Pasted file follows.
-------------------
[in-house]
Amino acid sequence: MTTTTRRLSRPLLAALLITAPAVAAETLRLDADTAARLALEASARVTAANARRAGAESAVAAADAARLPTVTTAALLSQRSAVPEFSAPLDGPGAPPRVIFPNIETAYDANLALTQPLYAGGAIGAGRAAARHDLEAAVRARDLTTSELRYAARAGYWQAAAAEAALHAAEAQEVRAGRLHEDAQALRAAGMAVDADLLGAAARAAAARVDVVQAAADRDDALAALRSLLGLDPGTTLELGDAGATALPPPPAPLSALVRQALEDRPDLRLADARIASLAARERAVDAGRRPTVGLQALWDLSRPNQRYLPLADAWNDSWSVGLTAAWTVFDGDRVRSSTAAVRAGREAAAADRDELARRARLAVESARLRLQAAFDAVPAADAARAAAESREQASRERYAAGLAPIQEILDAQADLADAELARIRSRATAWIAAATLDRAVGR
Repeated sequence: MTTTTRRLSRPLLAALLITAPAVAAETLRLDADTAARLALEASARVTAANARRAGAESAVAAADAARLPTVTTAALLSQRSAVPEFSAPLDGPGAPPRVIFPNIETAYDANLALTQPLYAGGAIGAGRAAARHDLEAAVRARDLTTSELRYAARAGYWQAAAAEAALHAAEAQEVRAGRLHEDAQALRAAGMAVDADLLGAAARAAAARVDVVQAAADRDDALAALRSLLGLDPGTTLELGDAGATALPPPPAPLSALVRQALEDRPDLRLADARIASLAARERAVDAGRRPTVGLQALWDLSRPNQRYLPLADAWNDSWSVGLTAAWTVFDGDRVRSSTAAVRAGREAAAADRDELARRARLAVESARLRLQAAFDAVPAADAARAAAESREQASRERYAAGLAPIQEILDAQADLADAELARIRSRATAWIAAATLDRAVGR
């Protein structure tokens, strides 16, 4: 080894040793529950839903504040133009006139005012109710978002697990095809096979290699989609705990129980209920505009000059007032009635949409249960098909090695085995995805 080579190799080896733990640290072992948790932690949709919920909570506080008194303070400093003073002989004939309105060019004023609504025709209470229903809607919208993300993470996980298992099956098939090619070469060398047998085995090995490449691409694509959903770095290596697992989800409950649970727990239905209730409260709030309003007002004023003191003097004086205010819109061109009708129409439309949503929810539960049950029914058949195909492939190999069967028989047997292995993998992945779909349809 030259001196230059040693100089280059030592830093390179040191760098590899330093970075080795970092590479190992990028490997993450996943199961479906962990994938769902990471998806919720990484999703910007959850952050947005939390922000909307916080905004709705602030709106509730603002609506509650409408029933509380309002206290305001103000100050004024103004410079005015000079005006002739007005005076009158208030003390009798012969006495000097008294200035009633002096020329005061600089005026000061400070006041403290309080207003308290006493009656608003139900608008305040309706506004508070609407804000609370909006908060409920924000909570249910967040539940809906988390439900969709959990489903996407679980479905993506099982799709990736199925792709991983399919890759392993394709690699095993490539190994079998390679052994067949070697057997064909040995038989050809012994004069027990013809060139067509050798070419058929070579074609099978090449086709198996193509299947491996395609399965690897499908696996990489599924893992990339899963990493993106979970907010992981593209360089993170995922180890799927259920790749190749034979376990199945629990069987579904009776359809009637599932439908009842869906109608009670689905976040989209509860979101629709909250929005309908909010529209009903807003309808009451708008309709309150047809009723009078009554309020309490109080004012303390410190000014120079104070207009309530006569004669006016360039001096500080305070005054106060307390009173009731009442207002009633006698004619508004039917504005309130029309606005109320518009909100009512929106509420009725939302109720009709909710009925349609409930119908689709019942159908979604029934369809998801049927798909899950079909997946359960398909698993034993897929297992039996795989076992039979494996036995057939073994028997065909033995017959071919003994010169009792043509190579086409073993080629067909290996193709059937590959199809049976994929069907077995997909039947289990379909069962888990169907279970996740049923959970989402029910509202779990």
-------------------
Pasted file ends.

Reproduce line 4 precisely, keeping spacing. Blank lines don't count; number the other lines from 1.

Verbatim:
């Protein structure tokens, strides 16, 4: 080894040793529950839903504040133009006139005012109710978002697990095809096979290699989609705990129980209920505009000059007032009635949409249960098909090695085995995805 080579190799080896733990640290072992948790932690949709919920909570506080008194303070400093003073002989004939309105060019004023609504025709209470229903809607919208993300993470996980298992099956098939090619070469060398047998085995090995490449691409694509959903770095290596697992989800409950649970727990239905209730409260709030309003007002004023003191003097004086205010819109061109009708129409439309949503929810539960049950029914058949195909492939190999069967028989047997292995993998992945779909349809 030259001196230059040693100089280059030592830093390179040191760098590899330093970075080795970092590479190992990028490997993450996943199961479906962990994938769902990471998806919720990484999703910007959850952050947005939390922000909307916080905004709705602030709106509730603002609506509650409408029933509380309002206290305001103000100050004024103004410079005015000079005006002739007005005076009158208030003390009798012969006495000097008294200035009633002096020329005061600089005026000061400070006041403290309080207003308290006493009656608003139900608008305040309706506004508070609407804000609370909006908060409920924000909570249910967040539940809906988390439900969709959990489903996407679980479905993506099982799709990736199925792709991983399919890759392993394709690699095993490539190994079998390679052994067949070697057997064909040995038989050809012994004069027990013809060139067509050798070419058929070579074609099978090449086709198996193509299947491996395609399965690897499908696996990489599924893992990339899963990493993106979970907010992981593209360089993170995922180890799927259920790749190749034979376990199945629990069987579904009776359809009637599932439908009842869906109608009670689905976040989209509860979101629709909250929005309908909010529209009903807003309808009451708008309709309150047809009723009078009554309020309490109080004012303390410190000014120079104070207009309530006569004669006016360039001096500080305070005054106060307390009173009731009442207002009633006698004619508004039917504005309130029309606005109320518009909100009512929106509420009725939302109720009709909710009925349609409930119908689709019942159908979604029934369809998801049927798909899950079909997946359960398909698993034993897929297992039996795989076992039979494996036995057939073994028997065909033995017959071919003994010169009792043509190579086409073993080629067909290996193709059937590959199809049976994929069907077995997909039947289990379909069962888990169907279970996740049923959970989402029910509202779990």